One of the Wild farming skills that has been a part of the culture and history of both man and ponies, for at least the last 4000 years.
Join the pony keepers and witness the annual herding of the semi-wild ponies on Dartmoor! Watching the commoners (pony keepers) demonstrate their skills, to round up the semi-wild Dartmoor Hill Ponies and bring them in for the annual health check, some of the ponies to be sold at the annual Pony Drift Sale, held annually on the second Thursday in October as it has been for hundreds of years. Some ponies are returned to the commons as breeding stock, living wild and free on Dartmoor to ensure their natural behaviours and characteristics are preserved in future generations and - safeguarding their rare genetics for survival.
The special day is planned to give a guided insight into the experience of how the ponies are gathered off the commons, a chance to see the pony keepers in action showing the skills handed down through the centuries and the inherent knowledge passed on through the generations of the semi-wild pony herds.
“Man and beast working together for the benefit of Dartmoor’s biodiversity”.
Although, the Dartmoor Hill Pony Association and Friends of the Dartmoor Hill Pony have spent a lot of time over a number of years explaining to Defra, NE, and anyone with influence, that the design of past agri-environment schemes has had a massive negative impact on the genetically rare Native Semi-wild Dartmoor Hill Ponies. The greatest threat to the future existence of England’s last Native Semi-wild equine Population is the design of Defra’s agricultural/environmental schemes.
So, like the Dodo, they will become extinct and we won't get them back once they are gone, because they cannot just be replaced as the Dartmoor hill ponies have inherent knowledge complemented by their rare genetic makeup, which enables them to survive on Dartmoor and makes them a perfect example for recognition “the right animal for the right place.” There is archaeological evidence, that ponies have been that animal alongside cattle and sheep for at least 4000 years.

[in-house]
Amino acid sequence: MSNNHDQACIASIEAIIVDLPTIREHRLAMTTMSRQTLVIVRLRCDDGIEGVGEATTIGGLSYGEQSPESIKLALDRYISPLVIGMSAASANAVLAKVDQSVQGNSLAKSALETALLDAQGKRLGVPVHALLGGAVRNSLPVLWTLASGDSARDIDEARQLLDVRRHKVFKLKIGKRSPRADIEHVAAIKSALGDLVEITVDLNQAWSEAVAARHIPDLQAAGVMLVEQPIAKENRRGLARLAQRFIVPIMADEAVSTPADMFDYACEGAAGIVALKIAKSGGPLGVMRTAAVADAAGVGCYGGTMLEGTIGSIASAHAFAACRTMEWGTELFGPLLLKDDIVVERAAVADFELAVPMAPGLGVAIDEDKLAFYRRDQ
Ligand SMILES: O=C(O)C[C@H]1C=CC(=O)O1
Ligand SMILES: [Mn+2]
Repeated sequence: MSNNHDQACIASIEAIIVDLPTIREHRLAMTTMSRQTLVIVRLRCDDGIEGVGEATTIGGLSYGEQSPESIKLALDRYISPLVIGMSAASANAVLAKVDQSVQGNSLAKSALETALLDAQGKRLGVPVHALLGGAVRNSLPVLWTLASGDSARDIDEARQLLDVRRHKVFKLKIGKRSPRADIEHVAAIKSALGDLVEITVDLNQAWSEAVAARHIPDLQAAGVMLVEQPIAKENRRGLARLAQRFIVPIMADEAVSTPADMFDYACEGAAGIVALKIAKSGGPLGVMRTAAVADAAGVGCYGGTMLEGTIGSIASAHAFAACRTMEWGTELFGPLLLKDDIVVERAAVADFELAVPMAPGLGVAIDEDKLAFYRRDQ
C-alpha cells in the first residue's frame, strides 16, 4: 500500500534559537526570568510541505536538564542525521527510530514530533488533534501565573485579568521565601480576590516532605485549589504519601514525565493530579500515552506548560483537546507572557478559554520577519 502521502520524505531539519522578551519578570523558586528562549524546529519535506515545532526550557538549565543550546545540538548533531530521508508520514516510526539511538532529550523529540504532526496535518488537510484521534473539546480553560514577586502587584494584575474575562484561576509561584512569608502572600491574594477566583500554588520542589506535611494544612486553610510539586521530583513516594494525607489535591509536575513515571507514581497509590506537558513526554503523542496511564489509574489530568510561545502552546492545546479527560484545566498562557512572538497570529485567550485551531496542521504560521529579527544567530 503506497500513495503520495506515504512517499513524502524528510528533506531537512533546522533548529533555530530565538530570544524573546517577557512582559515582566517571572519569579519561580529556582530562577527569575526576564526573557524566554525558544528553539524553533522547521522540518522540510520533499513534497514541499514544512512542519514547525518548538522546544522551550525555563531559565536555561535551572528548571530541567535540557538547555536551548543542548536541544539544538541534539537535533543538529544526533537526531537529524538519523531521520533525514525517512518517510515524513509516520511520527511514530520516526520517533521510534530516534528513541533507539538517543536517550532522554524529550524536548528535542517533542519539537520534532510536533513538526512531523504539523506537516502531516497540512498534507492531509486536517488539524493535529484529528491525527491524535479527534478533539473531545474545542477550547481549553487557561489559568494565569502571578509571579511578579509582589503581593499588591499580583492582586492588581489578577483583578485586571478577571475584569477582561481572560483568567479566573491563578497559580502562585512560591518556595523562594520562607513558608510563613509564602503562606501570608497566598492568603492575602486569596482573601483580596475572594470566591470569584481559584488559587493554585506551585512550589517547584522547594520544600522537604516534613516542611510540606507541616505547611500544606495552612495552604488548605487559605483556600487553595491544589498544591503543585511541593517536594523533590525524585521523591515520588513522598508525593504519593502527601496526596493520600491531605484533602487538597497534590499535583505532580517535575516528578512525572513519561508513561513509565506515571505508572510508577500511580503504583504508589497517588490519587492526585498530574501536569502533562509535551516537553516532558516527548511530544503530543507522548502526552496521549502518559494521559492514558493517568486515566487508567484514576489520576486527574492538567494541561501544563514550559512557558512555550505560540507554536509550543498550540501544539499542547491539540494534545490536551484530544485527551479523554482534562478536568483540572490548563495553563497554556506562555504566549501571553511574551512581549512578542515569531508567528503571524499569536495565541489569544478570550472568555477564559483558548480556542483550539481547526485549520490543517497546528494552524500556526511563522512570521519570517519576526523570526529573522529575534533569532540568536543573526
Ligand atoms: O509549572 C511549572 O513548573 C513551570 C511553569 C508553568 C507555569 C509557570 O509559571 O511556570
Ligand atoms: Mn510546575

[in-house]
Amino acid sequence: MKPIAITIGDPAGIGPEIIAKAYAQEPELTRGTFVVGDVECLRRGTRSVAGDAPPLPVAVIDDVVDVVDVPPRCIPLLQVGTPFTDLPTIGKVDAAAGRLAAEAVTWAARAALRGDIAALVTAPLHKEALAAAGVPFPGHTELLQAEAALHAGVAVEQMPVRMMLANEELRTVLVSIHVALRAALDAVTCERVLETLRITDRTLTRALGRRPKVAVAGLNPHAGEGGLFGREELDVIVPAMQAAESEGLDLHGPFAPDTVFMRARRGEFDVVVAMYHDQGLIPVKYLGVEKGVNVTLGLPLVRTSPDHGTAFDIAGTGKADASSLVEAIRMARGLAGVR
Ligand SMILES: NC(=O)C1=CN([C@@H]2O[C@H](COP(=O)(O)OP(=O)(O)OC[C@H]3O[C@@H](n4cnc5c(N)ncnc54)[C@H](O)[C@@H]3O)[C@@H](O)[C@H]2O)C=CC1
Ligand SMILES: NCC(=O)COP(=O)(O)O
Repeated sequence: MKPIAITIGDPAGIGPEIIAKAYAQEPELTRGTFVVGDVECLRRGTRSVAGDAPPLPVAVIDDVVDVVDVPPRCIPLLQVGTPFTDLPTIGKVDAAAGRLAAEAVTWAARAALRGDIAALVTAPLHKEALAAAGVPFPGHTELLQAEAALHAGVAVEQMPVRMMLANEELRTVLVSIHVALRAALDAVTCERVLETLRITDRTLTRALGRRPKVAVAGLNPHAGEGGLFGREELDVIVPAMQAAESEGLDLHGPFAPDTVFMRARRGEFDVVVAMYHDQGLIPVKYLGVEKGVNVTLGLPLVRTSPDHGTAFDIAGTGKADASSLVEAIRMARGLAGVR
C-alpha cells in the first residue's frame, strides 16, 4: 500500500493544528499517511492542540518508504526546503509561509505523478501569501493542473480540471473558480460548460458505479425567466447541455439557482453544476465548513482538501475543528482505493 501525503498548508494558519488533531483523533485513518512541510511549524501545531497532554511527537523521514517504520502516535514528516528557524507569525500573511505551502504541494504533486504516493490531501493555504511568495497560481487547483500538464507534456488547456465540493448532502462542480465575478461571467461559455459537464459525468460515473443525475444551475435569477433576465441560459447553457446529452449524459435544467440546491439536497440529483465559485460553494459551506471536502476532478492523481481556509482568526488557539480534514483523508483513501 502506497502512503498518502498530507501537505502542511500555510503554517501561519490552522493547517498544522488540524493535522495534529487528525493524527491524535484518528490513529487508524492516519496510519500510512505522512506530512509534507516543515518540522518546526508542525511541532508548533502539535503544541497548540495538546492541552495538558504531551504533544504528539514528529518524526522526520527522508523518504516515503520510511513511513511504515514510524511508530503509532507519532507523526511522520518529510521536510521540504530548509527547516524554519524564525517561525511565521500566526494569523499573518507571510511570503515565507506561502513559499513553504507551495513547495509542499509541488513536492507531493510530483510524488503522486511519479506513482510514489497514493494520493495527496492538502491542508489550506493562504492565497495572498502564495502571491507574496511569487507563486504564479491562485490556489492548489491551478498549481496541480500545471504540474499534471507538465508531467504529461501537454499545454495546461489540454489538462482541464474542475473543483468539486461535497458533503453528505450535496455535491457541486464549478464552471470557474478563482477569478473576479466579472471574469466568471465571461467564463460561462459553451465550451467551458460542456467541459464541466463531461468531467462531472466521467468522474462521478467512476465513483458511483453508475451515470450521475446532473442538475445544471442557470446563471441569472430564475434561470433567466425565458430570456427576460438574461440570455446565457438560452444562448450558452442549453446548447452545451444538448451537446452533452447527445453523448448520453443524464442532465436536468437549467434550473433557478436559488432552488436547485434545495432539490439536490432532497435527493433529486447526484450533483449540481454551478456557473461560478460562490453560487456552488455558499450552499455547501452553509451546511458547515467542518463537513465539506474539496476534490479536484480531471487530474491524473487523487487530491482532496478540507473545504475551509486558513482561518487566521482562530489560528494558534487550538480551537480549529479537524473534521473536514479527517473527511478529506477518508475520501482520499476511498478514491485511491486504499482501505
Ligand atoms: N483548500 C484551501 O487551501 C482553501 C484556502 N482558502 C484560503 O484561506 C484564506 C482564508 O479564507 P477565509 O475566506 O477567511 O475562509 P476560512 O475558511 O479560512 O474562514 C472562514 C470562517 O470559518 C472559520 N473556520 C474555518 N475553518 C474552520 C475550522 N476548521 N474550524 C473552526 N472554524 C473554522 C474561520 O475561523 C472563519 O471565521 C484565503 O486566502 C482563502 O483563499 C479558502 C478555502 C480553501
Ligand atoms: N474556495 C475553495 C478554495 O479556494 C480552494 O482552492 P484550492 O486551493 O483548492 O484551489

New evidence which could show the ancestors of these ponies roamed with Dinosaurs is currently being done on a pony bone found in Kents Cavern, just on the edge of Dartmoor, which is about 50,000 years old, to see if that pony roaming Dartmoor all that time ago is related to the Dartmoor hill pony seen on Dartmoor today, apparently, it was silver in colour! Ponies have been living on and around Dartmoor for a very long time.
So, you will see firsthand, The Native Semi-wild Dartmoor Hill Pony herds who are not only known to be genetically rare and important to the equine species worldwide. (It has just become the first semi-wild pony population to be added to the Rare Breed Survival Trust Watchlist and has been recognised by the British Breed Survival Trust since 2021.) showing their ancient partnership with their owners the pony keepers in a partnership for survival on the commons all year around.
Charlotte Faulkner, chair of Friends of the Dartmoor Hill PONY and the Dartmoor Hill Pony Association, and Joss Hibbs secretary of the DARTMOOR HILL PONY ASSOCIATION, are both named as co-authors for the part they have played in peer-reviewed and now published studies in both Science and Nature Journals. “We are delighted Evidence is building to support the Dartmoor Hill Ponies rare credentials.”
Our ancestors’ knowledge about grazing and the animals best suited to achieve wild farming has been passed on through the generations by word of mouth, without realising that their management of the pony herds was preserving so much for the benefit of Dartmoor.